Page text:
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OLC Torture Memos Were Based on Faulty Assumptions

To follow up on my post last week about how the Bush administration Office of Legal Counsel lawyers who drafted the recently released torture memos could have

Amandeep Coleman
Last updated: Jul 31, 2020 | Apr 20, 2009

To follow up on my post last week about how the Bush administration Office of Legal Counsel lawyers who drafted the recently released torture memos could have concluded that the bizarre techniques we’ve all read about do not “shock the conscience,” I thought I’d look up the Supreme Court case that the May 30, 2005 Bradbury memo cites in reaching that conclusion.

In County of Sacramento v. Lewis, the Supreme Court said that what “shocks the conscience” and therefore violates the right to substantive due process is conduct that lies beyond the “decencies of civilized conduct”; is “so ‘brutal’ and ‘offensive’ that it does not comport with traditional ideas of fair play and decency”; or “interferes with rights ‘implicit in the concept of ordered liberty’ ”.

It’s hard to imagine how slamming a prisoner’s head repeatedly against a wall, drowning him on a waterboard, depriving him of sleep (and adequate food) for more than five days straight or cramming him into a “confinement box” with insects he believed were deadly could possibly comport with anybody’s notion of “civilized conduct,” “fair play and decency” or “ordered liberty.”

So how did former OLC head Steven Bradbury and his team of lawyers who wrote the memos reach that conclusion?

They assumed that the government interest at stake – preventing another terrorist attack – justified the conduct, even if, on its face, that conduct looked clearly uncivilized, indecent, and, well, conscience-shocking. And, they assumed that torture and abusive interrogation tactics would be effective at preventing another terror attack.

In fact, according to the May 30, 2005 memo, the lawyers were told just that by John Rizzo, senior deputy General Counsel for the CIA, to whom the memo was addressed:

Significantly, you have informed us that the CIA believes that this program is largely responsible for preventing a subsequent attack within the United States.

But where did that belief come from, and was it reasonable?

Expert studies have shown repeatedly that there is no evidence to support the claim that torture and other abuse of detainees will actually lead interrogators to obtain reliable and valuable information. In fact, as Human Rights First has pointed out, the U.S. Army’s own field manual on interrogation, published in September 2006, states that torture “is a poor technique that yields unreliable results, may damage subsequent collection efforts, and can induce the source to say what he thinks the [human intelligence] collector wants to hear.” As veteran FBI interrogator Joe Navarro has said repeatedly: “the only thing torture guarantees you is pain.”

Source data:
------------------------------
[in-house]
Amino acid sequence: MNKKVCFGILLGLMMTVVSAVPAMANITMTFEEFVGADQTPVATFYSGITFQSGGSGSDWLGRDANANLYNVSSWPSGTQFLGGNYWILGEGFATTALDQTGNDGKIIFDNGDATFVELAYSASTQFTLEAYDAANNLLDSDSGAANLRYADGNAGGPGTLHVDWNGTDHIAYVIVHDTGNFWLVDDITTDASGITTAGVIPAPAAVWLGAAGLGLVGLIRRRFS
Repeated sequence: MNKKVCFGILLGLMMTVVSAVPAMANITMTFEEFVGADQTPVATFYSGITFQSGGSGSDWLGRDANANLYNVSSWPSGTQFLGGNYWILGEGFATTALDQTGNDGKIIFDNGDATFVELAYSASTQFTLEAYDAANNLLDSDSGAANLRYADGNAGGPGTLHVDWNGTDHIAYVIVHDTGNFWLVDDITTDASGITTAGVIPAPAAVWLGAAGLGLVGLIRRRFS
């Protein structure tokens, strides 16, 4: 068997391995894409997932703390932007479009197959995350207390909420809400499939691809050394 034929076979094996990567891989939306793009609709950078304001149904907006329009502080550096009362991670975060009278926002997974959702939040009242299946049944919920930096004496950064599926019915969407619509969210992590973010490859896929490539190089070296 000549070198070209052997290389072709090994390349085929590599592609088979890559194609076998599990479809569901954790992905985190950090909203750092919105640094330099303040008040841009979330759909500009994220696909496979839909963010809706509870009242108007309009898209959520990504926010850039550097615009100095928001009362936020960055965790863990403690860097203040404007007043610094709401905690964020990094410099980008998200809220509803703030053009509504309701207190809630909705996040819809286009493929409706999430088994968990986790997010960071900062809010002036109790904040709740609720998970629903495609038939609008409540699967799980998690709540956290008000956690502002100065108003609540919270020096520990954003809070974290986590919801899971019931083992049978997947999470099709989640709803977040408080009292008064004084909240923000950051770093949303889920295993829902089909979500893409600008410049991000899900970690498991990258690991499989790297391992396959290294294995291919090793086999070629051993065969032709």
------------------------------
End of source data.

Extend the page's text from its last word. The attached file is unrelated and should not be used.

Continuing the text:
The Bush administration has never proven anything to the contrary. Just two weeks ago, former Bush Administration officials who monitored the interrogation of high-level terror suspect Abu Zubaydah told reporters for The Washington Post that “not a single significant plot was foiled” as a result.

The May 30 Bradbury memo even acknowledges the tenuousness of its own assumption. In footnote 28, for example, it says:

This is not to say that the interrogation program has worked perfectly. According to the IG report, the CIA, at least initially, could not always distinguish detainees who had information but were successfully resisting interrogation from those who did not actually have the information….On at least one occasion, this may have resulted in what might be deemed in retrospect to have been the unnecessary use of enhanced techniques.

In short, the OLC lawyers reached their legal conclusions that these torture techniques did not violate the law by making assumptions that appears to have been wholly unsubstantiated – that the techniques would be effective.

Because the assumption is invalid, the legal conclusion is unsupported. And it provides strong evidence that the legal memos were not written “in good faith”, as the law requires, and the senior officials who relied upon them likely knew that. If that’s the case, then the memos don’t provide the absolute defense – or “golden shield” – that Bush officials have claimed.

Clearly, further investigation is warranted.

Amandeep Coleman | Amandeep had never known a moment when she wasn't reading or making up stories, having been born into a family of readers. She took out a pencil and notebook during the now-famous blizzard and started writing down one of those stories. It was there that I began my professional life. Her first book was written after several rejections and manuscripts. She is a member of many writers' organizations and has received several accolades from her peers and the publishing industry. The New Yorker recently dubbed her "America's favorite novelist".


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